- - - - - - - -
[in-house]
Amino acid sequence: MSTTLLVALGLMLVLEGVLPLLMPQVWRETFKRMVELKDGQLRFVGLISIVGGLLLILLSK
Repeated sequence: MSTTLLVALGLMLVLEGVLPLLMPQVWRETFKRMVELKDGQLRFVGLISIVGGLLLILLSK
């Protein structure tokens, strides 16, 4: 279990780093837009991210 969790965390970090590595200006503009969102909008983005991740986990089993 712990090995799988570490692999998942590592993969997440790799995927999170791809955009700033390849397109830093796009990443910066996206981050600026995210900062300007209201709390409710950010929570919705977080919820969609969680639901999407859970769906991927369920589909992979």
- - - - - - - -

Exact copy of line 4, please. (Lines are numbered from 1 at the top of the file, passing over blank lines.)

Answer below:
């Protein structure tokens, strides 16, 4: 279990780093837009991210 969790965390970090590595200006503009969102909008983005991740986990089993 712990090995799988570490692999998942590592993969997440790799995927999170791809955009700033390849397109830093796009990443910066996206981050600026995210900062300007209201709390409710950010929570919705977080919820969609969680639901999407859970769906991927369920589909992979």